SBA 504 vs. 7(a) Loan Comparison: What Are the Differences?

Compare SBA 504 vs. 7(a) loans side by side, with analysis including how to choose which loan is best for you.
Nov 4, 2020

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SBA 504 loans and SBA 7(a) loans are both types of business loans that are guaranteed by the U.S. Small Business Administration (SBA). The loan amounts, terms and permissible uses vary for each of these programs. You’re more likely to use an SBA 7(a) loan for working capital or business expansion, and an SBA 504 loan to finance the purchase or improvement of commercial property or equipment.

SBA 504 loans vs. SBA 7(a) loans: Key differences

SBA 504 Loan

SBA 7(a) Loan

Loan Amounts

$50,000 to $5 million, $5.5 million for small manufacturers or specific energy projects

$5,000 to $5 million

Permissible Uses

• Construction

• Working capital

• Purchasing property

• Starting or expanding a business

• Property improvements

• Business acquisitions

• Equipment finance

• Equipment finance

• Debt refinance

• Debt refinance

Maximum Repayment Term

10, 20, or 25 years

• 10 years for working capital and equipment

•25 years for real estate

Interest Rate

• Approximately 4% to 7%

• Prime Rate + 2.25% to Prime Rate + 4.75%

• Fixed interest rate

• Variable interest rate


SBA guarantee fee, CDC fees, and bank fees

SBA guarantee fee and bank fees

Down Payment

10% (higher for startups or special use properties)

10% to 20%


• The assets being financed serve as collateral

• Collateral required for loans over $25,000, personal residence might need to be pledged

• Personal guarantee required

• Personal guarantee required


• Have a business net worth of $15 million or less, and an average net income of $5 million or less

• Meet the SBA’s definition of “small”

• Be a for-profit business in the U.S. or U.S. territories

• Be a for-profit business in the U.S. or U.S. territories

• Provide a 10% down payment (more for startups or special use properties)

• Invested own money in the business

• Meet job creation/retention or public policy goals

• Attempted to use alternative financial resources

While there are some grey areas, it’s usually quite clear which loan—the SBA 504 or the 7(a)—is right for a small business. Keep reading to dig further into the differences between an SBA 504 vs. 7(a) loan to find out which one to choose for your business.

How Much Do You Need?

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SBA 7(a) loan: Best for general business financing

For most small business owners who are trying to select among the different types of SBA loans, the 7(a) loan is the best option. The SBA 7(a) loan is a flexible, low-interest-rate business loan that’s suitable for a variety of business needs.

SBA 7(a) loan structure

The SBA itself is not in the business of lending. Rather, the SBA partially guarantees business loans made by banks and other private SBA lenders. The partial guarantee lowers a lender’s risk of extending capital to small business owners and incentivizes lenders to approve applicants that they might otherwise reject. A bank or other direct lender will underwrite and issue your SBA 7(a) loan.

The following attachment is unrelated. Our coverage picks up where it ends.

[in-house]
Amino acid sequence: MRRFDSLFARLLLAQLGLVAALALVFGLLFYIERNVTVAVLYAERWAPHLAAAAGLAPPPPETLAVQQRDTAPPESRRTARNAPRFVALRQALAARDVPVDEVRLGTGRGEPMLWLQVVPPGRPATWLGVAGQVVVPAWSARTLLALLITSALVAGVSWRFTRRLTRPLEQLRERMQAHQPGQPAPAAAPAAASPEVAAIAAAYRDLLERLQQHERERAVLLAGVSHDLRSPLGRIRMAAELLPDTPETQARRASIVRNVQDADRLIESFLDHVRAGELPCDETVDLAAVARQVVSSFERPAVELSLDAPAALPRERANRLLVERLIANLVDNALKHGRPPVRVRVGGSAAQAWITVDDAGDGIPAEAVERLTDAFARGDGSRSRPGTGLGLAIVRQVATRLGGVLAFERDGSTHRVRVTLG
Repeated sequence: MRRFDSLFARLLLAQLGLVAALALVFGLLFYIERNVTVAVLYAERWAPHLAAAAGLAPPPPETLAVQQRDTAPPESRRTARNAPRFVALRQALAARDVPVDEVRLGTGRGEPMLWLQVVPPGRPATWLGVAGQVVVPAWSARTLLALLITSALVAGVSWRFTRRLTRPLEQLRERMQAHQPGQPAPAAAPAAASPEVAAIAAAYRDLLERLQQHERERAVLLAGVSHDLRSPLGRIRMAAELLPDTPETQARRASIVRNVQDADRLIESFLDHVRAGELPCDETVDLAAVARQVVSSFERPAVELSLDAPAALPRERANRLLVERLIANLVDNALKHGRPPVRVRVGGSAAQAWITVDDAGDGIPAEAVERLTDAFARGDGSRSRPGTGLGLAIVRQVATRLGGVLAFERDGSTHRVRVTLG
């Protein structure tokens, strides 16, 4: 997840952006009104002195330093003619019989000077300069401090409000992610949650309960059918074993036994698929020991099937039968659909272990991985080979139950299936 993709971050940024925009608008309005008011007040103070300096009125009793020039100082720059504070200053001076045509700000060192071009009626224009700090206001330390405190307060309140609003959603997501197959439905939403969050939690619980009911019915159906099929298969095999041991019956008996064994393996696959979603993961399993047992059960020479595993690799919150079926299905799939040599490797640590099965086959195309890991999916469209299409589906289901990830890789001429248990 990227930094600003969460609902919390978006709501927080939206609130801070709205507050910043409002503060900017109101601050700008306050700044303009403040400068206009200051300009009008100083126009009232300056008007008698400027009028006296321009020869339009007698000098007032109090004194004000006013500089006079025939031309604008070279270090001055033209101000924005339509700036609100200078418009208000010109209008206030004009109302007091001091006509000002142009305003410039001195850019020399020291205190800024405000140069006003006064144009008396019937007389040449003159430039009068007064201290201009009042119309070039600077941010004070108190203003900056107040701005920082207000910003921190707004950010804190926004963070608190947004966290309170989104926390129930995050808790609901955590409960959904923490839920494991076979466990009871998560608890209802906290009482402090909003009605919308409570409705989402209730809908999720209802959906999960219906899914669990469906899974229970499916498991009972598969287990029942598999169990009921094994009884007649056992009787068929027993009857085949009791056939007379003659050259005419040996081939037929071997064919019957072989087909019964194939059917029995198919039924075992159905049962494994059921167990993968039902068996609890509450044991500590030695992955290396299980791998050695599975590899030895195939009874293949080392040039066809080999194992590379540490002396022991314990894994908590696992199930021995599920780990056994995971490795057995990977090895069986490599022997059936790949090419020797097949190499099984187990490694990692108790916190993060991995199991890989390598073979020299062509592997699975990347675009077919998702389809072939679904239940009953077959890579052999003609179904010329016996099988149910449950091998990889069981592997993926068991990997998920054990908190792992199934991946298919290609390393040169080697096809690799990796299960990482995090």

SBA 7(a) loan uses

Along with the above uses, any of the following are also eligible uses for an SBA 7(a) loan:

  • Purchasing, constructing or renovating a commercial property (most investment property is excluded, however).

  • Acquiring fixed assets, such as equipment, fixtures, or furniture.

  • Working capital, such as purchasing inventory or supplies.

  • Purchasing land for a business.

SBA 7(a) loan eligibility

The bank issuing the 7 (a) loans has the discretion to set its own eligibility criteria. In most cases, SBA lenders require a strong personal credit score (650+) and a demonstration of your ability to repay the loan, evidenced by historical business revenue or documented cash flow projections. They’ll also require a down payment of 10% to 20%.

SBA 7(a) loan amounts and terms

There's technically no minimum loan amount set by the SBA, but obtaining loan amounts at the very low end of this spectrum can be hard because lenders don’t earn much profit from small loans.

The repayment time frame depends on what you’ll use the loan funds for. If you’re using an SBA loan for working capital, then the term is up to 10 years. Working capital encompasses uses like business expansion and buying inventory. A 10-year term also applies to equipment and machinery, but the term can’t exceed the expected useful life of the tool that’s being financed. If you’ll be using a 7(a) loan to purchase, construct, or make improvements to real estate, you’ll enjoy up to 25 years to repay your loan.

SBA 7(a) loan interest rates and fees

The typical SBA 7(a) loan has a variable interest rate and monthly payments of principal and interest. The latest SBA loan rates always represent a spread over the Prime Rate, which is a market rate that fluctuates based on how the economy is doing. SBA 7(a) loan rates are similar to the rates on conventional bank loans and represent some of the most affordable options for small businesses. That said, since the interest rate is variable, rates can go up or down while your loan is outstanding.

The primary fee on an SBA 7(a) loan is the SBA guarantee fee. The SBA charges the guarantee fee to ensure that the government has money to reimburse the lender if the business can’t pay back the loan.

Currently, the SBA guarantee fee is as follows:

  • Loans of $150,000 or less: 2% fee on the guaranteed portion.

  • Loans of $150,001 to $700,000: 3% fee on the guaranteed portion.

  • Loans of $700,001 to $5 million: 3.5% fee on the guaranteed portion on amounts up to $1 million, plus 3.75% fee on the guaranteed portion over $1 million.

Note that this fee is charged on the guaranteed portion of the loan. For example, if you get a $150,000 loan, the SBA will guarantee up to 85% of that loan—or $127,500. That means you’ll owe a guarantee fee of 2% on that latter amount—or $2,550. There’s also a small service fee that you have to pay annually.

Keep in mind that your bank will likely charge additional fees, such as loan packaging fees and closing fees. Such fees will increase your overall borrowing cost.

SBA 7(a) loan collateral

Most SBA 7(a) loans require collateral of some sort. For larger loans, the SBA requires the lender to place a lien on all assets that are financed with the loan, as well as any existing fixed assets of the business.

If the loan isn’t fully secured at that point, the bank might also place a lien on the business owner’s personal residence or other personal property.

In addition to collateral, anyone who owns 20% or more of the business must sign a personal guarantee. By signing a personal guarantee, you are making a personal promise to pay back the loan if your business’s assets don’t sufficiently compensate the lender.